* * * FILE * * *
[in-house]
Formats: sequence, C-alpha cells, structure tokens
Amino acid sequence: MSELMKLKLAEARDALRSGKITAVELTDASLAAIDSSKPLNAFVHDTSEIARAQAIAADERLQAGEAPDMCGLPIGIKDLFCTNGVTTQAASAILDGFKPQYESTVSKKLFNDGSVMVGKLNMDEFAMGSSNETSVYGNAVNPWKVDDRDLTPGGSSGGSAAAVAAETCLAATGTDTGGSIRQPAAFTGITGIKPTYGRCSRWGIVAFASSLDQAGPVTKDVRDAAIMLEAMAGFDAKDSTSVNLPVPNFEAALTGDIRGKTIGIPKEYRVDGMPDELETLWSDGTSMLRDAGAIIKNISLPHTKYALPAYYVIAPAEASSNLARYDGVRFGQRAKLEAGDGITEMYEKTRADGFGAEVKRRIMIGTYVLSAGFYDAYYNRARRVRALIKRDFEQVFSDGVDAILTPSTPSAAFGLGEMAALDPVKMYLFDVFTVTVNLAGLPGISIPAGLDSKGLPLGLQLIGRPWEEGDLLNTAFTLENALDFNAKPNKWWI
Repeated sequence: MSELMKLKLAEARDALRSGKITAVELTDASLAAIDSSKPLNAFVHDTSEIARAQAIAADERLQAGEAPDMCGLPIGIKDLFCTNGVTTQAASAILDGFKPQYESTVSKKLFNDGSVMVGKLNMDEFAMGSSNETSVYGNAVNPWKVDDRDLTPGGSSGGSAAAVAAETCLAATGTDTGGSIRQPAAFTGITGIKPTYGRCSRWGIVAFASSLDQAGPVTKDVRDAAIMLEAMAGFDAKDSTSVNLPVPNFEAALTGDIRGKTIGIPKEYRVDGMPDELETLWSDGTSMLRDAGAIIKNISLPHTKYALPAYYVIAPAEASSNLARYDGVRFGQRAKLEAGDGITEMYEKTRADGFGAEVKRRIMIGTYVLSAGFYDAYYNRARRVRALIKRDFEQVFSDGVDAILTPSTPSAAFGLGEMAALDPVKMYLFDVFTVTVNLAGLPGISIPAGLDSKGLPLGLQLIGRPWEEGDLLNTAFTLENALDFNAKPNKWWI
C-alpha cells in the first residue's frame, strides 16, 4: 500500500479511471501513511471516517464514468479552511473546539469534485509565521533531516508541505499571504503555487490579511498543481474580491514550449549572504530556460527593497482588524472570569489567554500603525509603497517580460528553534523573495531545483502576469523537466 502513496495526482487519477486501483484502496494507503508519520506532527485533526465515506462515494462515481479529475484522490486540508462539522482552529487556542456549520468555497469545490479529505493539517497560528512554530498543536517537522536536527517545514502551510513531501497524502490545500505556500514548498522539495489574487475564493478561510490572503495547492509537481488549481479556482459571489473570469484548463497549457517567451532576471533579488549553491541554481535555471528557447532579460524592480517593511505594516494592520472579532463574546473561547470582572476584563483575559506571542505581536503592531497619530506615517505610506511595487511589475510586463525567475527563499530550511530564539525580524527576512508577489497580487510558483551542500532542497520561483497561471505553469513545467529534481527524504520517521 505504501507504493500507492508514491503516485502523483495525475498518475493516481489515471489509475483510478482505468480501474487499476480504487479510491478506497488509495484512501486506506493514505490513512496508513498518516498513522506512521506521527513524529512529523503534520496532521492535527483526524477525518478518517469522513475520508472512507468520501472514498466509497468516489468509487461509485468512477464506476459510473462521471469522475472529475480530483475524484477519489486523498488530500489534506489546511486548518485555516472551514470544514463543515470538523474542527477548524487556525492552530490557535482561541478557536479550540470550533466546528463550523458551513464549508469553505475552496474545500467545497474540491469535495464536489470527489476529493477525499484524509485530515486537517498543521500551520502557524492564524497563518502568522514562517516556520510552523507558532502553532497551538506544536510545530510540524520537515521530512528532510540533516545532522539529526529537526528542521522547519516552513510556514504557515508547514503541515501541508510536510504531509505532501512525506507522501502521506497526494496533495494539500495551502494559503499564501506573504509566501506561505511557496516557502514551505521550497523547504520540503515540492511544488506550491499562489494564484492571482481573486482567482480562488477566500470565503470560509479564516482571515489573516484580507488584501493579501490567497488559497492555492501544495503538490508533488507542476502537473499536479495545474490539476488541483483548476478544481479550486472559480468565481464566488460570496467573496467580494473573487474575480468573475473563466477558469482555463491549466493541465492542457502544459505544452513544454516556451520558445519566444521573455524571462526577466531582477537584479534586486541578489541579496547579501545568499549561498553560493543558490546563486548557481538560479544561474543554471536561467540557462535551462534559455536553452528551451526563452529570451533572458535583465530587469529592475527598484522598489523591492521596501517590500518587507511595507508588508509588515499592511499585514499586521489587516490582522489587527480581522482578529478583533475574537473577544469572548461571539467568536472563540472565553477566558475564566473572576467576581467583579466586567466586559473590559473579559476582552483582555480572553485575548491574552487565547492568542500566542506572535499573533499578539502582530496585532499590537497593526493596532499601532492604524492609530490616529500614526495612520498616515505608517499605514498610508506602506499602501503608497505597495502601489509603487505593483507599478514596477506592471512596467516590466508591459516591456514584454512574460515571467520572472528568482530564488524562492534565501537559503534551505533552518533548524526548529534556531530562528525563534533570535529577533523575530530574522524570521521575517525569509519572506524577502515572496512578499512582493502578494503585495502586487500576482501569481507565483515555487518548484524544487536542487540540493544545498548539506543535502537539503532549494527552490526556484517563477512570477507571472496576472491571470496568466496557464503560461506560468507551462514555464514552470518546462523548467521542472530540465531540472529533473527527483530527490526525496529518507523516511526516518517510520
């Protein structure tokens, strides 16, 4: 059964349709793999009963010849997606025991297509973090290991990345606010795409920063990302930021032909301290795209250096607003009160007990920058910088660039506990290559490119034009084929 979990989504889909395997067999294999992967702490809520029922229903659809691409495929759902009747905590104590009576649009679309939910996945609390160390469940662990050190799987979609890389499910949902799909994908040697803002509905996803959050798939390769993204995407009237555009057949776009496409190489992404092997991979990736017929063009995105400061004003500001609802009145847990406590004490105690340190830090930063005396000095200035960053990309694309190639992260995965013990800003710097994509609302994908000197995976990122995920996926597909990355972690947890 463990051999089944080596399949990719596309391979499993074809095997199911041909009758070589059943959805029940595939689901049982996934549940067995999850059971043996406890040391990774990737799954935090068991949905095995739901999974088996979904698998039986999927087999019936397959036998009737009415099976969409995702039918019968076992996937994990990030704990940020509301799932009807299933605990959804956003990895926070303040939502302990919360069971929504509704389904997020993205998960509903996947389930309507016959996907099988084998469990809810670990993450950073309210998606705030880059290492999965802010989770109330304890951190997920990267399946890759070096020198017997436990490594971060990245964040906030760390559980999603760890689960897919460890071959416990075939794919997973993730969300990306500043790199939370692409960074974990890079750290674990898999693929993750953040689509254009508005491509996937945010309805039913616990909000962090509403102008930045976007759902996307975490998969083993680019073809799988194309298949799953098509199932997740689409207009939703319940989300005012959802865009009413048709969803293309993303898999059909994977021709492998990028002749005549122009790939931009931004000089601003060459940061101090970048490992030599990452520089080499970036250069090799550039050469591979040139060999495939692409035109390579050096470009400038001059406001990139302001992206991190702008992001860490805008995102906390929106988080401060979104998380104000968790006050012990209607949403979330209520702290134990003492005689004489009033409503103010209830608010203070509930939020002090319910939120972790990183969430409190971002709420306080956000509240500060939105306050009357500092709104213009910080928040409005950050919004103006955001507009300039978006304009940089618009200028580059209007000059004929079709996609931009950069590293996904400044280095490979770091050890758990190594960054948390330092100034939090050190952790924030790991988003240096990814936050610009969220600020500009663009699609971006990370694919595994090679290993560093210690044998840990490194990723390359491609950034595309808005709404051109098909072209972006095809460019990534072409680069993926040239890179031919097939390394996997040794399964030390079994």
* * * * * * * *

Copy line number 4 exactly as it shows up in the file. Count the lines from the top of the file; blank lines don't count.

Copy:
Repeated sequence: MSELMKLKLAEARDALRSGKITAVELTDASLAAIDSSKPLNAFVHDTSEIARAQAIAADERLQAGEAPDMCGLPIGIKDLFCTNGVTTQAASAILDGFKPQYESTVSKKLFNDGSVMVGKLNMDEFAMGSSNETSVYGNAVNPWKVDDRDLTPGGSSGGSAAAVAAETCLAATGTDTGGSIRQPAAFTGITGIKPTYGRCSRWGIVAFASSLDQAGPVTKDVRDAAIMLEAMAGFDAKDSTSVNLPVPNFEAALTGDIRGKTIGIPKEYRVDGMPDELETLWSDGTSMLRDAGAIIKNISLPHTKYALPAYYVIAPAEASSNLARYDGVRFGQRAKLEAGDGITEMYEKTRADGFGAEVKRRIMIGTYVLSAGFYDAYYNRARRVRALIKRDFEQVFSDGVDAILTPSTPSAAFGLGEMAALDPVKMYLFDVFTVTVNLAGLPGISIPAGLDSKGLPLGLQLIGRPWEEGDLLNTAFTLENALDFNAKPNKWWI